The first step to improving profitability is increasing revenue. This often requires more resources, more capacity….often a risky and expensive step. Every business’ first question should be: How can we better use our existing resource capacity? This sounds obvious, but it is really a tough question. Let’s consider a few issues:
How many employees readily admit they aren’t busy?
How many managers will admit they have idle capacity?
Do your information systems regularly identify idle capacity at a detailed resource level?
Can you remember the last time anyone in your company was rewarded for admitting to having idle capacity?
Ideally, every manager and employee should strive to do their work faster and better…and anticipate being rewarded for that achievement. However, too often being seen “not busy” results in negative recognition and unpleasant consequences; rather than reward and positive questions about the innovations and improvements that enabled the “idle” state were achieved, and how they can be replicated more widely.
The concept of capacity is often very confused. From an internal management point of view, all owned resources are available 7x24x365, and leased/hired resources are available for the full period of the agreement. (Practices like practical capacity, budgeted capacity, etc. often obscure this reality.) Capacity is employed in one of three ways:
Productive – Doing what you hired or acquired the resource to do.
Non-Productive – Essential or required activities such as training, maintenance, etc. which should be optimized.
Idle or Excess – No work or demand for the resource, or the time has been place “off-limits” by management or law.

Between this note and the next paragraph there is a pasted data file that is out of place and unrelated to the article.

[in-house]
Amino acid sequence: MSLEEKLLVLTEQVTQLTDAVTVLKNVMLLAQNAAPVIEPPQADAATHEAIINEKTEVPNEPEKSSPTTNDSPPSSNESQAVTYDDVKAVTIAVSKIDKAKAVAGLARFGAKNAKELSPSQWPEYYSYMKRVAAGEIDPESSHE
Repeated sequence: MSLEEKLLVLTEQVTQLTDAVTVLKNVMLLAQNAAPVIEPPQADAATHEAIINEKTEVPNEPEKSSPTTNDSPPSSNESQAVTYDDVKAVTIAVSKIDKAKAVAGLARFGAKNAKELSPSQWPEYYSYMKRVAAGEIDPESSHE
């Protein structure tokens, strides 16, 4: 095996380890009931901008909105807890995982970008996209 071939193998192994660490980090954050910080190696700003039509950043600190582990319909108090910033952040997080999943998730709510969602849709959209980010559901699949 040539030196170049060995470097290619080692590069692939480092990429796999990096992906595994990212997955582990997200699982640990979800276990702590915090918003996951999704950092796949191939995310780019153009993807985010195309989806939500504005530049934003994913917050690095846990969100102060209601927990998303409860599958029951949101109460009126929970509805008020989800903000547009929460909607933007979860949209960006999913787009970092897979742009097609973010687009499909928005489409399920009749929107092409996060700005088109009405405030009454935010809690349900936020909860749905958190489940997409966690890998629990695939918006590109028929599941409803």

Idle/Excess time is often “forgotten”. An office building with limited or no use outside of normal working hours is simply “the way it is”. But a little thought will provide examples of where that situation has been challenged – for example, many consulting firms have a “hoteling” reservation system for desk space, or meeting spaces are often rented to evening/night schools.
Another often confusing idea is the nature of capacity costs which often differs from their use.
Capacity Provision Costs: Once you hire or acquire a resource a certain set of costs often begin. For example: Employees - minimum hours/salary, insurance/benefit expenses, required training expenses, etc. Equipment – depreciation/capital preservation allowance, fixed maintenance, building space, etc. These costs are unavoidable when the resource is idle, but should they be “charged” to a specific output or customer? Isn’t that distorting? Doesn’t assigning or allocating this cost hide an opportunity to make decisions about idle capacity?
Capacity Use Costs: These are the costs or expenses incurred from using the resource productively. For equipment: electricity, maintenance tied to use, etc. For people: consumable supplies, travel expenses, etc. These costs are clearly tied to productivity and can be assigned logically to specific outputs and customers.
Every business has the opportunity to improve profits by understanding its capacity use and making good decisions about idle/excess capacity. It takes good capacity information, logical thinking about the benefits and costs of the resources, and the right organizational culture.